FREDERICK HOBSON, V.C. (1873-1917)

by James E. Fargo, FSA Scot

Colyer-Fergusson

Frederick Hobson was born in London England on September 23, 1873, the son of John Hobson, a stone mason, and his wife Sarah Hobson. After the death of both parents, he enlisted in the British Army and served with the Wiltshire Regiment during the Second Boer War (1899-1902). Returning to England, he emigrated to Ontario Canada in 1904 with his wife and children.

In November 1914 he joined at the age of 41 the Norfolk Rifles, and then enlisted in the 20th Battalion of the Canadian Expeditionary Force.

Sergeant Hobson’s citation stated: "During a strong enemy counter-attack, a Lewis gun in a forward post in a communication trench leading to the enemy lines was buried by a shell and the crew, with the exception of one man, killed. Sergeant Hobson, though not a gunner, grasping the great importance of the post, rushed from his trench, dug out the gun and got it into action against the enemy who were now advancing down the trench and across the open. A jam caused the gun to stop firing. Though wounded, he left the remaining gunner to correct the stoppage, rushed forward at the advancing enemy and with bayonet and clubbed rifle, single handed, held them back until he himself was killed by a rifle shot. By the time the Lewis gun was again in action and reinforcements shortly afterwards arriving, the enemy were beaten off. The valour and devotion to duty displayed by this non-commissioned officer gave the gunner the time required to get the gun into action, and saved a most serious situation."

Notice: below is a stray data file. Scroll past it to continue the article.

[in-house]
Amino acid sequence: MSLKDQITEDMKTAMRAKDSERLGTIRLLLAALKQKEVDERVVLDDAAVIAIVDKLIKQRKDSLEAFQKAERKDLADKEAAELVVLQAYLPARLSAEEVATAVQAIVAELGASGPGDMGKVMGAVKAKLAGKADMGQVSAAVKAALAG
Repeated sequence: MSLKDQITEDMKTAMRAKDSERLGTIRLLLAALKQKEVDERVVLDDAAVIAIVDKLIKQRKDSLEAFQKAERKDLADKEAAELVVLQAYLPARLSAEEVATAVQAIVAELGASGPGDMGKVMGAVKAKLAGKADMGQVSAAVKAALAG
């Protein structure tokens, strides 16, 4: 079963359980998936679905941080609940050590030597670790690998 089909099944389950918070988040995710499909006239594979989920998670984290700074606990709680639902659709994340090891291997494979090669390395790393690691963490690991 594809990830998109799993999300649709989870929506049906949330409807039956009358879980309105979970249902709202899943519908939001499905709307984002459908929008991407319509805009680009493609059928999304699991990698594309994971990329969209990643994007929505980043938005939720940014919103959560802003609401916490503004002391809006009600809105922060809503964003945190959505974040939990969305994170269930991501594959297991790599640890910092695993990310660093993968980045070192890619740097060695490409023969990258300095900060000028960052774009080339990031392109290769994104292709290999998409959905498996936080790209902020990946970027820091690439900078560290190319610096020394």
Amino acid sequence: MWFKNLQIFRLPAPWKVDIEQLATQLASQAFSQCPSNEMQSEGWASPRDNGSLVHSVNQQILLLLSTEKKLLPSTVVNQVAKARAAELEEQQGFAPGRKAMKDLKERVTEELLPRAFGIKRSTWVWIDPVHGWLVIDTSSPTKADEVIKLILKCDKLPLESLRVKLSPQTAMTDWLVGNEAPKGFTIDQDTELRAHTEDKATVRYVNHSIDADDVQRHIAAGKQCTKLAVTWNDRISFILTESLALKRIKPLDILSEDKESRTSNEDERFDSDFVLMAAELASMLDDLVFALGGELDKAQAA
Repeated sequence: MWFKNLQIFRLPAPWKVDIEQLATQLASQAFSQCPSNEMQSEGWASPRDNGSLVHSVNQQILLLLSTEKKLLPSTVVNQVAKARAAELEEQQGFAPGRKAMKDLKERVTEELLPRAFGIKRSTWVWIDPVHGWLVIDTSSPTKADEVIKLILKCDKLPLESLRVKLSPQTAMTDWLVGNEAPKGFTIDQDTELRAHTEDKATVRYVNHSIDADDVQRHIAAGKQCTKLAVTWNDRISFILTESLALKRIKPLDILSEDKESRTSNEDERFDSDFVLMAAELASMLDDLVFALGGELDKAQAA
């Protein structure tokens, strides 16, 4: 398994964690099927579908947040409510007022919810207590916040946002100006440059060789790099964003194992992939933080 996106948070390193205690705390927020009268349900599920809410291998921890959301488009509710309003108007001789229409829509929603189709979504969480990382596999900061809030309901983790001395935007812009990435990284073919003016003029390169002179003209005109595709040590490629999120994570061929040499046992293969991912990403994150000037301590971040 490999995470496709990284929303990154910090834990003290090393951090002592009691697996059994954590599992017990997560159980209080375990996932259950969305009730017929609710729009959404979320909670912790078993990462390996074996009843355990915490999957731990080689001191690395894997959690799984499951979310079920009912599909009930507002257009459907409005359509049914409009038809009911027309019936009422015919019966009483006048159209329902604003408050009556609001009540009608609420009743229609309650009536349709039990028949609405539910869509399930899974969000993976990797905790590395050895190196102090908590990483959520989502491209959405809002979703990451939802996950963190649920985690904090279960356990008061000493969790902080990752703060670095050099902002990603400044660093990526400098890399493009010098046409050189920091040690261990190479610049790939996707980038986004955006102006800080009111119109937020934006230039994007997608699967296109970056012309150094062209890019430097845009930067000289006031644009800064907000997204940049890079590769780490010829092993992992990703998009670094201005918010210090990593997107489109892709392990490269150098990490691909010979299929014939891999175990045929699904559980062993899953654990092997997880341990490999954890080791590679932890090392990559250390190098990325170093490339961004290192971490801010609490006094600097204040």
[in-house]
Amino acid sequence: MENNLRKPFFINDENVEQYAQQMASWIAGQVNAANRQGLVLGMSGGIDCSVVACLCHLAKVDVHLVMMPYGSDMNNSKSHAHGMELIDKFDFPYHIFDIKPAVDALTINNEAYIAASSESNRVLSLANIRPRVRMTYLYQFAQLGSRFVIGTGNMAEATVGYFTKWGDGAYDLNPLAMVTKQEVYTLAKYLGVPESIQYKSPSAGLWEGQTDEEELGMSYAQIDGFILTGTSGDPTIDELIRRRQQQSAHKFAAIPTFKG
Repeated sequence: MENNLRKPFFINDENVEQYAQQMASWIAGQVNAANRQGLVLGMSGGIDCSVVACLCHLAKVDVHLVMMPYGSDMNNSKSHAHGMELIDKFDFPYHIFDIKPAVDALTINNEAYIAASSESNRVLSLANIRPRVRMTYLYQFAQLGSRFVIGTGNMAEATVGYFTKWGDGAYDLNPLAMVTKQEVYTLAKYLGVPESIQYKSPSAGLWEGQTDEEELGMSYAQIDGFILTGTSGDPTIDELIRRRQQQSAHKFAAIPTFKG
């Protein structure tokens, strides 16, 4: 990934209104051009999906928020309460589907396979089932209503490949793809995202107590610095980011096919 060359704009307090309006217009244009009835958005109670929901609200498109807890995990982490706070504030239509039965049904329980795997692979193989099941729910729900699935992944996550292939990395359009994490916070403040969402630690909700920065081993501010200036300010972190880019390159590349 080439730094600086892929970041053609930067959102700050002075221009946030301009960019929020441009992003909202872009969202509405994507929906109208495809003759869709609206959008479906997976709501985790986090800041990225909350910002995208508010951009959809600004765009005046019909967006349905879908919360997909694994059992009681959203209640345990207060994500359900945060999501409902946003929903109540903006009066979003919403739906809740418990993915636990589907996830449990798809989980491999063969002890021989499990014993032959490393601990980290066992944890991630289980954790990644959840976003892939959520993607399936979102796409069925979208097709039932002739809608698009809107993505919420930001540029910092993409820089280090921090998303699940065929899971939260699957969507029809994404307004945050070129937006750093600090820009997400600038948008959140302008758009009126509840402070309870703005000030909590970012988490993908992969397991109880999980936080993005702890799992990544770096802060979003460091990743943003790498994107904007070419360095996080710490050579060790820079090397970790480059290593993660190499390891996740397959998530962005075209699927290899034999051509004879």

Sergeant Hobson was killed on August 18, 1917 at Hill 70 near Lens, France but has no known grave. He was awarded a posthumous Victoria Cross. His medal is displayed at the Canadian War Museum in Ottawa, Ontario, Canada.

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